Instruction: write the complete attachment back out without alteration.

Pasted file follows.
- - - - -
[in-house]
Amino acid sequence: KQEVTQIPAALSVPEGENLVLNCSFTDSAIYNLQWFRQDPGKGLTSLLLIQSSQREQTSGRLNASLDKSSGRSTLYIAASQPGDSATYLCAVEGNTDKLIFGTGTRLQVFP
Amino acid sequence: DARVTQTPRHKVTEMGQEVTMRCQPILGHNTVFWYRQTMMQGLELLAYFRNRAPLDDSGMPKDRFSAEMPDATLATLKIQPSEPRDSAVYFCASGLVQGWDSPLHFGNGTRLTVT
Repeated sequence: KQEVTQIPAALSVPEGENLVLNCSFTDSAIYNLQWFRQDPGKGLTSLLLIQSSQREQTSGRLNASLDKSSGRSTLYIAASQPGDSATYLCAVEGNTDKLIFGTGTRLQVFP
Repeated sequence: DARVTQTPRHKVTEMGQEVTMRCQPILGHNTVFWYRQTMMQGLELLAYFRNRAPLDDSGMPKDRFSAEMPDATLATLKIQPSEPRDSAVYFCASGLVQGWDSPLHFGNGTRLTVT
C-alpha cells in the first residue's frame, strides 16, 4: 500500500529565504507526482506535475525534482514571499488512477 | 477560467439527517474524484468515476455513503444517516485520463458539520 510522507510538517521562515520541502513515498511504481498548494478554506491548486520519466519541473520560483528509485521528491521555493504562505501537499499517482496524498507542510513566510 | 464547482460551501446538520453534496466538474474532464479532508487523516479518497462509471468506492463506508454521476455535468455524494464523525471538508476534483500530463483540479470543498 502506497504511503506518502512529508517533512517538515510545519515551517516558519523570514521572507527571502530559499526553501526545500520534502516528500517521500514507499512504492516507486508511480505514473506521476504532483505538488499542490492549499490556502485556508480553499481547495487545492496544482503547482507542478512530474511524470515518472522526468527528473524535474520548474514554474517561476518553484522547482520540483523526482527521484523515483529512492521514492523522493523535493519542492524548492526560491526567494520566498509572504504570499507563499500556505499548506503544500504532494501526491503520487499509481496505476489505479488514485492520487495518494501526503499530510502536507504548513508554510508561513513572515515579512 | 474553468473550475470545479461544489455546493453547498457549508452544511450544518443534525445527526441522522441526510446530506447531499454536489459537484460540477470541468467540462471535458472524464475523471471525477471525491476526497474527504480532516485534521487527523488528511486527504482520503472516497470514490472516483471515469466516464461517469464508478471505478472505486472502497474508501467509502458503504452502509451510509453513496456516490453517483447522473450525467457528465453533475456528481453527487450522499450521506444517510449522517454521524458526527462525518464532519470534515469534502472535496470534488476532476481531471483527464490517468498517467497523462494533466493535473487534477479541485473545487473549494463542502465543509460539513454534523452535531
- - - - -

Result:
[in-house]
Amino acid sequence: KQEVTQIPAALSVPEGENLVLNCSFTDSAIYNLQWFRQDPGKGLTSLLLIQSSQREQTSGRLNASLDKSSGRSTLYIAASQPGDSATYLCAVEGNTDKLIFGTGTRLQVFP
Amino acid sequence: DARVTQTPRHKVTEMGQEVTMRCQPILGHNTVFWYRQTMMQGLELLAYFRNRAPLDDSGMPKDRFSAEMPDATLATLKIQPSEPRDSAVYFCASGLVQGWDSPLHFGNGTRLTVT
Repeated sequence: KQEVTQIPAALSVPEGENLVLNCSFTDSAIYNLQWFRQDPGKGLTSLLLIQSSQREQTSGRLNASLDKSSGRSTLYIAASQPGDSATYLCAVEGNTDKLIFGTGTRLQVFP
Repeated sequence: DARVTQTPRHKVTEMGQEVTMRCQPILGHNTVFWYRQTMMQGLELLAYFRNRAPLDDSGMPKDRFSAEMPDATLATLKIQPSEPRDSAVYFCASGLVQGWDSPLHFGNGTRLTVT
C-alpha cells in the first residue's frame, strides 16, 4: 500500500529565504507526482506535475525534482514571499488512477 | 477560467439527517474524484468515476455513503444517516485520463458539520 510522507510538517521562515520541502513515498511504481498548494478554506491548486520519466519541473520560483528509485521528491521555493504562505501537499499517482496524498507542510513566510 | 464547482460551501446538520453534496466538474474532464479532508487523516479518497462509471468506492463506508454521476455535468455524494464523525471538508476534483500530463483540479470543498 502506497504511503506518502512529508517533512517538515510545519515551517516558519523570514521572507527571502530559499526553501526545500520534502516528500517521500514507499512504492516507486508511480505514473506521476504532483505538488499542490492549499490556502485556508480553499481547495487545492496544482503547482507542478512530474511524470515518472522526468527528473524535474520548474514554474517561476518553484522547482520540483523526482527521484523515483529512492521514492523522493523535493519542492524548492526560491526567494520566498509572504504570499507563499500556505499548506503544500504532494501526491503520487499509481496505476489505479488514485492520487495518494501526503499530510502536507504548513508554510508561513513572515515579512 | 474553468473550475470545479461544489455546493453547498457549508452544511450544518443534525445527526441522522441526510446530506447531499454536489459537484460540477470541468467540462471535458472524464475523471471525477471525491476526497474527504480532516485534521487527523488528511486527504482520503472516497470514490472516483471515469466516464461517469464508478471505478472505486472502497474508501467509502458503504452502509451510509453513496456516490453517483447522473450525467457528465453533475456528481453527487450522499450521506444517510449522517454521524458526527462525518464532519470534515469534502472535496470534488476532476481531471483527464490517468498517467497523462494533466493535473487534477479541485473545487473549494463542502465543509460539513454534523452535531